United States District Court, E.D. Michigan, Southern Division
May 28, 2015
ANDRE DESROSIERS, Plaintiff,
ASSET ACCEPTANCE, LLC, Defendant.
ORDER GRANTING IN PART AND DENYING IN PART PLAINTIFF'S MOTION TO AMEND COMPLAINT [DOC. 21)
GEORGE CARAM STEEH, District Judge.
This case arises from plaintiff Andre Desrosiers' failure to pay his Chase Heritage credit card and defendant Asset Acceptance's attempt to collect the account. Plaintiff filed his initial complaint under the Fair Debt Collection Practices Act ("FDCPA") on September 24, 2014. The complaint alleges defendant violated the FDCPA by attempting to collect a time-barred debt without disclosing the time-barred nature of the account (and that defendant therefore could not pursue litigation to collect the account). The one count in the complaint is referred to as the statute of limitations count. To date there has been written discovery, plaintiff's deposition and the deposition of an Asset witness. Plaintiff has now filed a motion to amend his proposed class action complaint under Fed.R.Civ.P. 15(a) seeking leave to limit the class to only persons in Michigan who received the 95% Settlement Offer letter regarding loans purchased by Asset from Chase Bank. Additionally, plaintiff seeks to "clarify" that he is also claiming a FDCPA violation arising from defendant's attempt to collect interest added after the debt was charged off by Chase Bank. Plaintiff acknowledges that the violation of law asserted with regard to the interest issue is related to that alleged in another class action lawsuit, McDonald v. Asset Acceptance, LLC, 296 F.R.D. 513 (E.D. Mich. 2013). This court heard oral argument on plaintiff's motion to amend, and for the reasons set forth herein grants the motion in part and denies the motion in part.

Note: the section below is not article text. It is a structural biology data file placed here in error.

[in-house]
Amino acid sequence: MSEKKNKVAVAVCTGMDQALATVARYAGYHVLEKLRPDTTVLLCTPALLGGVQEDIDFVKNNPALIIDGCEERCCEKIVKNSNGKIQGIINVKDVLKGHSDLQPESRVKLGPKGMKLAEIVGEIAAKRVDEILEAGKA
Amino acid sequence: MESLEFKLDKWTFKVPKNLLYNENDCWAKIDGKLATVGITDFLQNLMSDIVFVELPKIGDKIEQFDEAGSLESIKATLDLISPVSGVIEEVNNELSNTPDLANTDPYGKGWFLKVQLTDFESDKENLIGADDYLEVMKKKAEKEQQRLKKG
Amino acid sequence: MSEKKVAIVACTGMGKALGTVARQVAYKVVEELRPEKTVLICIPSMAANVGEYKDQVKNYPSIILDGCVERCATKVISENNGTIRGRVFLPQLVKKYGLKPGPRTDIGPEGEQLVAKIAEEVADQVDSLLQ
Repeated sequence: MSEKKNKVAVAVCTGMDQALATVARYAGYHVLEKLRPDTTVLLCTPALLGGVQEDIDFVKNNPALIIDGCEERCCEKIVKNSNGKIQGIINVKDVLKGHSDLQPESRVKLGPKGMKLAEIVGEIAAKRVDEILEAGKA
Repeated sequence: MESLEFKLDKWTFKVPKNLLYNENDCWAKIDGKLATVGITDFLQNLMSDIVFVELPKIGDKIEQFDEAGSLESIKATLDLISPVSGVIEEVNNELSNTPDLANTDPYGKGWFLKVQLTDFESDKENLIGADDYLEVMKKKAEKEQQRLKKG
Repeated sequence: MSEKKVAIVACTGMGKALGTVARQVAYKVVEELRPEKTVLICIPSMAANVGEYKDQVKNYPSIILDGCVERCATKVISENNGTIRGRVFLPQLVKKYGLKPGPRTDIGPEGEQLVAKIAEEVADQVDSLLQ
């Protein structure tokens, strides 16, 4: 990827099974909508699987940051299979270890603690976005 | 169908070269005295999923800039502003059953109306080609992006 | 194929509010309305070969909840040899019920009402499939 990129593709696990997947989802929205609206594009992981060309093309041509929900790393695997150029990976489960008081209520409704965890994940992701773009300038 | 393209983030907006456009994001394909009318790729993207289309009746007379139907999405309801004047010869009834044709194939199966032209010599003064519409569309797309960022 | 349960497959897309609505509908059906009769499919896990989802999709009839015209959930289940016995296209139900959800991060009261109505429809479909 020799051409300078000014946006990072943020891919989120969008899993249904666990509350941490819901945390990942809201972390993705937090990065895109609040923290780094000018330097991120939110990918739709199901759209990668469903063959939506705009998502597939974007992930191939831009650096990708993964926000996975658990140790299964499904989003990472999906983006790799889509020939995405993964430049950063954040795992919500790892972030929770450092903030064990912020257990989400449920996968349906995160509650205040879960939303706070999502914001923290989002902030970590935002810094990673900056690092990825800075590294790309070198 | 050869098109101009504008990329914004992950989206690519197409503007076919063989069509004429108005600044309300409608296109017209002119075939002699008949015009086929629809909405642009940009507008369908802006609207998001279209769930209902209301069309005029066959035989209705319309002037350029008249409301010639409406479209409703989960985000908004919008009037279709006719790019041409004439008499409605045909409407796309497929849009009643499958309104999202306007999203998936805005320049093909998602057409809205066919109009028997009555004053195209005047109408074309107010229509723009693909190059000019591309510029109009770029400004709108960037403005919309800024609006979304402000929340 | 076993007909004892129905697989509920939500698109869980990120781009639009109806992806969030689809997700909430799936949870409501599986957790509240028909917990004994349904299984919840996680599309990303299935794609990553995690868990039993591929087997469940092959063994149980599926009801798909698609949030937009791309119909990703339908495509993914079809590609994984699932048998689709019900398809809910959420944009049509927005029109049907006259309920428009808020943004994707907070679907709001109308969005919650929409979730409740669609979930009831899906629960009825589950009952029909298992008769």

The standard for granting leave to amend is set forth at Fed.R.Civ.P. 15(a), which provides that "leave shall be freely granted when justice so requires." The Supreme Court has explained that courts may deny leave to amend where there is "undue delay, bad faith or dilatory motive on the part of the movant, repeated failure to cure deficiencies by amendments previously allowed, undue prejudice to the opposing party by virtue of allowance of the amendment, [and/or] futility of amendment." Foman v. Davis, 371 U.S. 178, 182 (1962).
I. Amendment to Statute of Limitations Class Definition
Plaintiff seeks to narrow the putative class definition regarding the 95% Settlement Offer form letter to include only those persons in Michigan, as opposed to the originally pled nationwide class. Defendant does not have an objection to this specific amendment to the complaint. The court GRANTS plaintiff's motion to amend his complaint to limit the statute of limitations class to include all individuals with a Michigan address who were sent a 95% Settlement Offer letter, as stated in paragraph 41 of the proposed amended complaint.
II. Post Charge-Off Interest That Accrued While Chase Bank Held Debt
In paragraph 38 of the proposed amended complaint, plaintiff describes his new improper interest claim:
Asset Acceptance was attempting to collect an amount within the "Current Balance" listed in Exhibit A, that was comprised of an amount of interest to which it was not entitled to collect as the account had been charged off and the original creditor stopped sending Plaintiff monthly billing statements. The violation of law here is related to that alleged in McDonald v. Asset Acceptance, LLC ... which granted summary judgment in the plaintiffs' favor.
(Proposed Amended Complaint, ¶ 38). In describing the "Improper Interest Class" makeup, the proposed amended complaint states that it consists of:
All individuals with a Michigan address, where Asset Acceptance purchased their credit card debt from Chase Bank USA, N.A., where Asset Acceptance had added an amount of interest that was not added by the original creditor of the debt prior to purchase by Asset Acceptance, and sought to collect that added interest at any time from September 24, 2013 to October 14, 2014.